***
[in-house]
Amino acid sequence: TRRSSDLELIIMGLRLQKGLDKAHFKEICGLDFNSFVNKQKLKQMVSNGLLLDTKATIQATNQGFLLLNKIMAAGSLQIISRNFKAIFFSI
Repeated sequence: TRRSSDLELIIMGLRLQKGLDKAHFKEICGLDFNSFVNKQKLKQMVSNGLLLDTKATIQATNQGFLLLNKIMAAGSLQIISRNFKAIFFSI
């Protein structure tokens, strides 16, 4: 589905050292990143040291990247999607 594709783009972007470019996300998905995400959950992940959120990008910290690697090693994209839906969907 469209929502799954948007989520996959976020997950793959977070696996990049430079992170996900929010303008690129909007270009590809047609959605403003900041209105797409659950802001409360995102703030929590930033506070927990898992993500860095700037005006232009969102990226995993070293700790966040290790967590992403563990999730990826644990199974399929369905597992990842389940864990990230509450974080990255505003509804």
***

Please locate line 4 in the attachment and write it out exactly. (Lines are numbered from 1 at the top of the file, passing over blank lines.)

């Protein structure tokens, strides 16, 4: 589905050292990143040291990247999607 594709783009972007470019996300998905995400959950992940959120990008910290690697090693994209839906969907 469209929502799954948007989520996959976020997950793959977070696996990049430079992170996900929010303008690129909007270009590809047609959605403003900041209105797409659950802001409360995102703030929590930033506070927990898992993500860095700037005006232009969102990226995993070293700790966040290790967590992403563990999730990826644990199974399929369905597992990842389940864990990230509450974080990255505003509804």